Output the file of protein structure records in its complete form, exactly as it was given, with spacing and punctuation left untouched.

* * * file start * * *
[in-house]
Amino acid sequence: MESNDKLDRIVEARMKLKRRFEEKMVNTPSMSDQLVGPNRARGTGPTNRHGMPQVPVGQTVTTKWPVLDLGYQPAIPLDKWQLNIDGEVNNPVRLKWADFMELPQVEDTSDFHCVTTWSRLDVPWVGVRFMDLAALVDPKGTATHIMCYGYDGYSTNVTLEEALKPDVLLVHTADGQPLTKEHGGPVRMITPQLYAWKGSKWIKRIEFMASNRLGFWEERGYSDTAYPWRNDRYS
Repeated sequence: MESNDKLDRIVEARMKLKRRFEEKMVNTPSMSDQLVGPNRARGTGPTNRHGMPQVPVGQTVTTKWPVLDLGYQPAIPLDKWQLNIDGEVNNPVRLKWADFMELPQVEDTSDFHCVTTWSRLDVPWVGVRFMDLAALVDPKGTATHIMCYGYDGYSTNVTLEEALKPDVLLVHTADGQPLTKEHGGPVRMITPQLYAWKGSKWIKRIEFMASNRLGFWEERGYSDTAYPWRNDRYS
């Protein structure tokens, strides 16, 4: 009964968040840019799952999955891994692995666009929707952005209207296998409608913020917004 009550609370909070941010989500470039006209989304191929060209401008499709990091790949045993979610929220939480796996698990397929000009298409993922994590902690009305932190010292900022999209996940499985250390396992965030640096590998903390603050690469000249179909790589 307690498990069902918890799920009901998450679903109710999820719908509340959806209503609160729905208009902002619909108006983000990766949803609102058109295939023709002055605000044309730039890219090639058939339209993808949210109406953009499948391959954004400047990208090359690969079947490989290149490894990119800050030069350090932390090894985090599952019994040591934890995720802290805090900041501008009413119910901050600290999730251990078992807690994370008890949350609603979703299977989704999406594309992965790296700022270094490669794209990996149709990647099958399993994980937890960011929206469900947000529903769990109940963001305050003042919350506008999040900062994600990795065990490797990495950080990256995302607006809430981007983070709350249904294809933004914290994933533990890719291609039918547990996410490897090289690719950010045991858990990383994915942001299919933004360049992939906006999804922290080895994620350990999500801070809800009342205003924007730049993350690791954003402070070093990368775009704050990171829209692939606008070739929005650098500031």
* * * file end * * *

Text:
[in-house]
Amino acid sequence: MESNDKLDRIVEARMKLKRRFEEKMVNTPSMSDQLVGPNRARGTGPTNRHGMPQVPVGQTVTTKWPVLDLGYQPAIPLDKWQLNIDGEVNNPVRLKWADFMELPQVEDTSDFHCVTTWSRLDVPWVGVRFMDLAALVDPKGTATHIMCYGYDGYSTNVTLEEALKPDVLLVHTADGQPLTKEHGGPVRMITPQLYAWKGSKWIKRIEFMASNRLGFWEERGYSDTAYPWRNDRYS
Repeated sequence: MESNDKLDRIVEARMKLKRRFEEKMVNTPSMSDQLVGPNRARGTGPTNRHGMPQVPVGQTVTTKWPVLDLGYQPAIPLDKWQLNIDGEVNNPVRLKWADFMELPQVEDTSDFHCVTTWSRLDVPWVGVRFMDLAALVDPKGTATHIMCYGYDGYSTNVTLEEALKPDVLLVHTADGQPLTKEHGGPVRMITPQLYAWKGSKWIKRIEFMASNRLGFWEERGYSDTAYPWRNDRYS
């Protein structure tokens, strides 16, 4: 009964968040840019799952999955891994692995666009929707952005209207296998409608913020917004 009550609370909070941010989500470039006209989304191929060209401008499709990091790949045993979610929220939480796996698990397929000009298409993922994590902690009305932190010292900022999209996940499985250390396992965030640096590998903390603050690469000249179909790589 307690498990069902918890799920009901998450679903109710999820719908509340959806209503609160729905208009902002619909108006983000990766949803609102058109295939023709002055605000044309730039890219090639058939339209993808949210109406953009499948391959954004400047990208090359690969079947490989290149490894990119800050030069350090932390090894985090599952019994040591934890995720802290805090900041501008009413119910901050600290999730251990078992807690994370008890949350609603979703299977989704999406594309992965790296700022270094490669794209990996149709990647099958399993994980937890960011929206469900947000529903769990109940963001305050003042919350506008999040900062994600990795065990490797990495950080990256995302607006809430981007983070709350249904294809933004914290994933533990890719291609039918547990996410490897090289690719950010045991858990990383994915942001299919933004360049992939906006999804922290080895994620350990999500801070809800009342205003924007730049993350690791954003402070070093990368775009704050990171829209692939606008070739929005650098500031």